The protein sector is a classic case of watching some perish while others prosper. In particular, the global dairy sector is in a significant decline. Farmers and co-op members are experiencing misfortune as befitting the Great Recession, with many going out of business because the price for milk will not cover their costs.
"On the other side, those buying dairy ingredients are finding them more affordable than in the recent past," says Alan Reed, senior vice president, US manufacturing & ingredient marketing, Dairy Management Inc (DMI).
Dairy giant Fonterra echoes those comments: "As long as we keep our margins, it's okay for us," says Keith Schafer, Fonterra's vice president of technical/applications. "Stockholders, co-op of farmers, it's not so good for them — they're struggling with lower prices."
When you look past the general dairy market, the clear silver lining is in the whey sector. Whey-laced functional drinks, bars and the enormous tubs for the sports sector are all enjoying tremendous growth. In mainstream markets, 2009 whey-protein sales are up 27 per cent over 2008. Sales growth is much more modest in naturals stores, which merely indicates that whey has gone mainstream, away from the typical weight-lifter set.
"It's going \[mainstream\] — it's not gone but it's going," hedges Schafer. "Beyond bodybuilders, there are other segments of the population we'll be teaching that protein should be consumed throughout the day and not just for dinner. This is an important message, especially to the ageing generation — we expect more product development in that sector."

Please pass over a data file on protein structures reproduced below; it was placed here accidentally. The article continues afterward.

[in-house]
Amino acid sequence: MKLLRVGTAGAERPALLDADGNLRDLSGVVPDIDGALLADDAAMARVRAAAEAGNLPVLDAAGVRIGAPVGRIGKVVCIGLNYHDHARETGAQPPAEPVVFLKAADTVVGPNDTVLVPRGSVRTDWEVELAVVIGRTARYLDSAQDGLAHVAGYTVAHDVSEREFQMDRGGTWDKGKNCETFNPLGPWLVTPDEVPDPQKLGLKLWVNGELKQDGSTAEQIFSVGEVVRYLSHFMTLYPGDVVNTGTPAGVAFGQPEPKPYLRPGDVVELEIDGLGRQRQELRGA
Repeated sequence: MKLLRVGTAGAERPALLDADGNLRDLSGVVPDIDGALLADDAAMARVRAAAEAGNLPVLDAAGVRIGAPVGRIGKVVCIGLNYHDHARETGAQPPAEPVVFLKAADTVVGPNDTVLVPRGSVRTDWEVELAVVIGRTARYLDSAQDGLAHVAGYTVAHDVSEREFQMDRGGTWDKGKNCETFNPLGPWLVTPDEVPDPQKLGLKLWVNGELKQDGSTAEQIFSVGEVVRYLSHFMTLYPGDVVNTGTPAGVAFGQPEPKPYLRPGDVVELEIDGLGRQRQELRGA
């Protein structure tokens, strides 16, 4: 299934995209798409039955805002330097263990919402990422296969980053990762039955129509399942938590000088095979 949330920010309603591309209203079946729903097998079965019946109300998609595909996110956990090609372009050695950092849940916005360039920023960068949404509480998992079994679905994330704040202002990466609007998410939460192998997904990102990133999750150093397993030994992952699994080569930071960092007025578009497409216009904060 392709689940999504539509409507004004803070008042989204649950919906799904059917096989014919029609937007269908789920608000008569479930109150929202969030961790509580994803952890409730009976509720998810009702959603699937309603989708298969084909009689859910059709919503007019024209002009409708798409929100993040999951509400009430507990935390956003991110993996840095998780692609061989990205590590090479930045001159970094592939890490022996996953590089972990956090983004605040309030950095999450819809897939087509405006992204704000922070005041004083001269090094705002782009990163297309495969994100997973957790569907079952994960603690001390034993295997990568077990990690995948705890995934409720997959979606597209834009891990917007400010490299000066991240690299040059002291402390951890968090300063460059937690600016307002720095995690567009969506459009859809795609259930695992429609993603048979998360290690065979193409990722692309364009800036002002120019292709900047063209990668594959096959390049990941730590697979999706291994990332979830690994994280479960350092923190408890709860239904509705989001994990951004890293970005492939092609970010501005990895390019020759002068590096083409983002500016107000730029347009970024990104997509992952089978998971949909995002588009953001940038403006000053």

Reed is more sanguine about whey's performance. "We continue to see whey sell because core consumers want it — it repairs muscle and aids weight loss better than other products, and we're seeing companies in the industry respond with new and exciting products," he says. "We are certainly seeing whey protein showing up in health and fitness aisles of Target, for example, and it's growing at club stores like Costco. The fact is whey is easy to work with and tastes great."
Not to be entirely overlooked, soy is another major player in the protein world. However, soy-product sales are declining across the board. SPINS data says it's down 14 per cent in mainstream markets from mid-2007 through mid-2009. It's about an 11 per cent drop in naturals markets. Some of the decline has to be attributed to various groups questioning soy's ballyhooed efficacy for heart health.
However, recent research is pointing to the lunasin soy peptide as being responsible for lowering LDL cholesterol. When studies indicate lunasin is present in the soy, the result is positive. Where lunasin is not characterised, there are negative results. As this important fact gets talked about even more, soy should get its groove back.
With latter-day research showing protein enhances recovery more than carbohydrate drinks, sports drinks have begun adding protein. Still, Schafer says current product launches are stalled until the economy itself recovers. And when consumers see a benefit, they'll vote with their pocketbooks.
"People are doing development but not launching until the economy improves," he says. "I suspect whenever things improve and money is freed up and the market sustains, we'll see a lot of launches."
Protein: whey booming in mainstream markets
Protein: Natural markets provide early-adopter venues